Good Morning Aquatics,

 

My facility is currently investigating the topic of "EAP for missing persons". We're having a hard time finding anything on the internet, so I thought I'd ask you all.

 

What are your procedures for a Missing person search for an indoor facility?

 

We are very clear on procedures from ARC and Ellis about waterfront lifeguarding missing persons procedures. We also have been researching into CODE ADAM (a walmart driven title, which is mainly used for none aquatic facilities).

 

Does anyone have any other protocols, outside of ARC or Ellis?  

 

Thank you for all of your time and advice, in advance.

 

Chandra Thornburg

Senior Guard

City of Lynnwood Parks, Recreation & Cultural Arts Department

Ph: 425-670-5528 l Fax: 425-771-1363 l cthornburg@ci.lynnwood.wa.us l www.ci.lynnwood.wa.us/Parks

Tags: EAP, facility, indoor, lifeguards, missing, persons, procedures, protocols

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Thank you! I will be in contact with him. ~ Chandra
I can put you in contact with our head of security who developed a ERP (emergency response plan) for that as well as a other situations (shooters, plane crash, robbing, etc).....

Just let him know i sent him your way


...

Sabrina
You may want to check with Redwoods. They may have examples they can give you.
Thank you!
I applaud your department for being proactive in pre-planning for this type of incident.

Within our training curriculums, we define an Emergency Action Plan (EAP) as a pre-plan to prevent an incident from escalating; whereas, we define an Emergency Response Plan (ERP) as the pre-plan to deply equipment and personnel in response to an emergency. As an example, if you see fire or smell smoke, the EAP should be to sound the fire alarm, evacuate the building, maintain accountability of the personnel within the building, and call 911. The Fire Rescue department would then investigate the report and suppress the fire by implementing their Emergency Response Plans.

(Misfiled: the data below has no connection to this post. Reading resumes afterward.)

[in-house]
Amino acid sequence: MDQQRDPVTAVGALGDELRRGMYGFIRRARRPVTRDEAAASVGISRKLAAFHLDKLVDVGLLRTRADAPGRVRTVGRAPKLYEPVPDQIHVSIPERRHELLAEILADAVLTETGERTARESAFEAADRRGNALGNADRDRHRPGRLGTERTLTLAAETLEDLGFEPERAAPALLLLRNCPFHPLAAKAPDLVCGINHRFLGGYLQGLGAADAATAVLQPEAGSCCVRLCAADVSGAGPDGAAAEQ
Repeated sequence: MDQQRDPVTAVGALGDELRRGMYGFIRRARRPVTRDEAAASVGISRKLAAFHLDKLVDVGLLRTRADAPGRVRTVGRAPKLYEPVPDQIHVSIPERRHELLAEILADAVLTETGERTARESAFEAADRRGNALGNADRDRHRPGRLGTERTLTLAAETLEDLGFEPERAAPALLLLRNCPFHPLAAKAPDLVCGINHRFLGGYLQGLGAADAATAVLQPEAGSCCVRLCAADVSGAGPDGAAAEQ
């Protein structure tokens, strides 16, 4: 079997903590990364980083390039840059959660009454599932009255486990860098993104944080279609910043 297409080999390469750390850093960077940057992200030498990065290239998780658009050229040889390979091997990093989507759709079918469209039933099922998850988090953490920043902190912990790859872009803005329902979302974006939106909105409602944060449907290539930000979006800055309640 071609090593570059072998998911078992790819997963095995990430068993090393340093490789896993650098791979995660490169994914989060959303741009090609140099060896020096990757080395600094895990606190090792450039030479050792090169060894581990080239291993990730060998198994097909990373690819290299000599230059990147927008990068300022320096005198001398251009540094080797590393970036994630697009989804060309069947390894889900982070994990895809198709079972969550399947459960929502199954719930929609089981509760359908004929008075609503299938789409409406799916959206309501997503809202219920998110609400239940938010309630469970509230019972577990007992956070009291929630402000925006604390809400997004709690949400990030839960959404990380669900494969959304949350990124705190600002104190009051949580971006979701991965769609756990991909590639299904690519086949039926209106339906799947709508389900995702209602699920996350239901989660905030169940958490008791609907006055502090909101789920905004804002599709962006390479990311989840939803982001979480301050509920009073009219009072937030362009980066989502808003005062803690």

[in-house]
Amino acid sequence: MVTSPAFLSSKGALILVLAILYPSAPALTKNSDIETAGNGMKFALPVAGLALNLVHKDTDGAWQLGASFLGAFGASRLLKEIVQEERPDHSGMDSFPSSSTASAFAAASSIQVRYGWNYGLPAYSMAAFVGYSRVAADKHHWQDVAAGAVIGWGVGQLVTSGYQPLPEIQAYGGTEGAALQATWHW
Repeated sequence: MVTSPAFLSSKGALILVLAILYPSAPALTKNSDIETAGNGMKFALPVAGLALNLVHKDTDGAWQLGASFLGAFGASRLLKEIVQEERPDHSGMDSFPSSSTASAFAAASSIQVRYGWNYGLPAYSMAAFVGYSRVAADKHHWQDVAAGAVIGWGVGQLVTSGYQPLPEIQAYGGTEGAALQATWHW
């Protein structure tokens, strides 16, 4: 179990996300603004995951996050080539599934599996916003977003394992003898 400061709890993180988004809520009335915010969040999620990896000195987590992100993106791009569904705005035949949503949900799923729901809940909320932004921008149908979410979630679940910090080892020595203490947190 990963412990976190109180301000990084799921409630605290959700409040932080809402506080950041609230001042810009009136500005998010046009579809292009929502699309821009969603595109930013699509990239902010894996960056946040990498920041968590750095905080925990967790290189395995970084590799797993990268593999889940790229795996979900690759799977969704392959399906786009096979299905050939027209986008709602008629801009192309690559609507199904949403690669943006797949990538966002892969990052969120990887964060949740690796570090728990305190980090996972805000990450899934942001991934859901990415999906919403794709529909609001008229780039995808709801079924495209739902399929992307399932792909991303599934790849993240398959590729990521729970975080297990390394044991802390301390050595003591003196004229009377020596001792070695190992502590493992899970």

When developing plans for a Missing Person, a distinction must be made between a "missing person" and a "missing bather". Whoever is taking the report, it must be determined whether or not the reporting person is a "credible witness" and must determine immediately, "where was the last place this person was seen?" If the last reported location was in the water, then an immediate evacuation of the water must be ordered, immediately followed by an effective in-water search for the reported missing bather. In an open water environment, lifeguard personnel must be trained and equipped for search and rescue operations, which means they have been trained in search patterns, and in the use of mask, fins and snorkels. And, 911 must be called in order to get the First Responders activated as soon as possible, to include Fire, Rescue, EMS, and Law Enforcement personnel.

If the report, however, is for a missing person, and there is little expectation that the person would be in the water, then a thorough search of the facility must be initiated. While searching, however, efforts must be made to confine the incident to the park. The parking lot should be secured and no vehicles should be allowed to leave the park or enter the park, other than official First Response vehicles and personnel.

Lifesaving Resources Inc. (lifesaving.com) advocates the need for the Authority Having Jurisdiction (AHJ) to conduct a Threat Assessment of his/her facility in order to determine the level of operational capability required by personnel. And, they must then PLAN for the incident; they must TRAIN for the incident; and they must acquire the RESOURCES required to effectively MANAGE the incident.

Again, we applaud your agency for having the forethought to develop an Emergency Action Plan or Emergency Response Plan for missing persons.

Gerald M. Dworkin
Consultant, Aquatics Safety & Water Rescue
LIFESAVING RESOURCES INC.
www.lifesaving.com
P.O. Box 905 (71 Main St.)
Harrisville, NH 03450
603.827.4139 (admin@lifesaving.com)
Thank you! Your reply is very helpful!
We have an indoor facility. If its outside of the aquatics department we typically do not handle it. However, as soon as a mother comes up and says "I can't find my son" the pool closes. We rule out them being in the pool, search our area, lock the doors (so the missing kid can not wander back in and drown) and assist in helping search the rest of the facility.

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